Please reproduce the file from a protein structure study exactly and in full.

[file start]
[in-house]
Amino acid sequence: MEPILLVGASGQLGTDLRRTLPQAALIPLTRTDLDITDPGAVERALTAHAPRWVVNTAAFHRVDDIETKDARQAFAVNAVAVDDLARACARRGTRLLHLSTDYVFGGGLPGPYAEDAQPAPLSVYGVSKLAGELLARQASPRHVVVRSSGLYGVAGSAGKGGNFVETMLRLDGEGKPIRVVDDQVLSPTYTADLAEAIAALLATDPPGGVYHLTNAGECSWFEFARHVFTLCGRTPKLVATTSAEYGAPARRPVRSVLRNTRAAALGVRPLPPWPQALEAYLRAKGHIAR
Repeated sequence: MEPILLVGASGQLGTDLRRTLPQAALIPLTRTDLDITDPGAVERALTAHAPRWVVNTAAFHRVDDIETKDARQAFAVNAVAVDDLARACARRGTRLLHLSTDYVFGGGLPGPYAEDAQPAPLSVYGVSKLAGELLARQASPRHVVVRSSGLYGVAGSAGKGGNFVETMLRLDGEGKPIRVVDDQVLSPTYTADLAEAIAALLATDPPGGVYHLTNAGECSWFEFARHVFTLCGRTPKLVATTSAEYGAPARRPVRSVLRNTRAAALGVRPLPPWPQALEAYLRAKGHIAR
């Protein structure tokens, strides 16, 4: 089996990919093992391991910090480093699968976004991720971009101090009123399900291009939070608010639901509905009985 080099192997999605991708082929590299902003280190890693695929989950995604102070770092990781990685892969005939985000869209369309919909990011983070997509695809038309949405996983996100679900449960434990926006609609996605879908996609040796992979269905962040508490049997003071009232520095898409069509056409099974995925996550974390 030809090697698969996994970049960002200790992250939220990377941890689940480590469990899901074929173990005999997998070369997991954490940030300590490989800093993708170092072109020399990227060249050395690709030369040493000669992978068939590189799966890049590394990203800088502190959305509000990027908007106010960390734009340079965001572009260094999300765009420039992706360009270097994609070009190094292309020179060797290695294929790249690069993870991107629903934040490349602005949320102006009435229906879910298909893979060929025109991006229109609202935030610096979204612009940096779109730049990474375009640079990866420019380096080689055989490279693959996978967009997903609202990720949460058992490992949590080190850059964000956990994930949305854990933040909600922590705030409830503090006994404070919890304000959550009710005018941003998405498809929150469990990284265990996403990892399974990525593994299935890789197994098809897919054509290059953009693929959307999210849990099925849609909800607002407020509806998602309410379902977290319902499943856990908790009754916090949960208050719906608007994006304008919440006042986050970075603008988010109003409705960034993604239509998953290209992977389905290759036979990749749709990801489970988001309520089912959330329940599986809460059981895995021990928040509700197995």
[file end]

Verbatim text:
[in-house]
Amino acid sequence: MEPILLVGASGQLGTDLRRTLPQAALIPLTRTDLDITDPGAVERALTAHAPRWVVNTAAFHRVDDIETKDARQAFAVNAVAVDDLARACARRGTRLLHLSTDYVFGGGLPGPYAEDAQPAPLSVYGVSKLAGELLARQASPRHVVVRSSGLYGVAGSAGKGGNFVETMLRLDGEGKPIRVVDDQVLSPTYTADLAEAIAALLATDPPGGVYHLTNAGECSWFEFARHVFTLCGRTPKLVATTSAEYGAPARRPVRSVLRNTRAAALGVRPLPPWPQALEAYLRAKGHIAR
Repeated sequence: MEPILLVGASGQLGTDLRRTLPQAALIPLTRTDLDITDPGAVERALTAHAPRWVVNTAAFHRVDDIETKDARQAFAVNAVAVDDLARACARRGTRLLHLSTDYVFGGGLPGPYAEDAQPAPLSVYGVSKLAGELLARQASPRHVVVRSSGLYGVAGSAGKGGNFVETMLRLDGEGKPIRVVDDQVLSPTYTADLAEAIAALLATDPPGGVYHLTNAGECSWFEFARHVFTLCGRTPKLVATTSAEYGAPARRPVRSVLRNTRAAALGVRPLPPWPQALEAYLRAKGHIAR
């Protein structure tokens, strides 16, 4: 089996990919093992391991910090480093699968976004991720971009101090009123399900291009939070608010639901509905009985 080099192997999605991708082929590299902003280190890693695929989950995604102070770092990781990685892969005939985000869209369309919909990011983070997509695809038309949405996983996100679900449960434990926006609609996605879908996609040796992979269905962040508490049997003071009232520095898409069509056409099974995925996550974390 030809090697698969996994970049960002200790992250939220990377941890689940480590469990899901074929173990005999997998070369997991954490940030300590490989800093993708170092072109020399990227060249050395690709030369040493000669992978068939590189799966890049590394990203800088502190959305509000990027908007106010960390734009340079965001572009260094999300765009420039992706360009270097994609070009190094292309020179060797290695294929790249690069993870991107629903934040490349602005949320102006009435229906879910298909893979060929025109991006229109609202935030610096979204612009940096779109730049990474375009640079990866420019380096080689055989490279693959996978967009997903609202990720949460058992490992949590080190850059964000956990994930949305854990933040909600922590705030409830503090006994404070919890304000959550009710005018941003998405498809929150469990990284265990996403990892399974990525593994299935890789197994098809897919054509290059953009693929959307999210849990099925849609909800607002407020509806998602309410379902977290319902499943856990908790009754916090949960208050719906608007994006304008919440006042986050970075603008988010109003409705960034993604239509998953290209992977389905290759036979990749749709990801489970988001309520089912959330329940599986809460059981895995021990928040509700197995």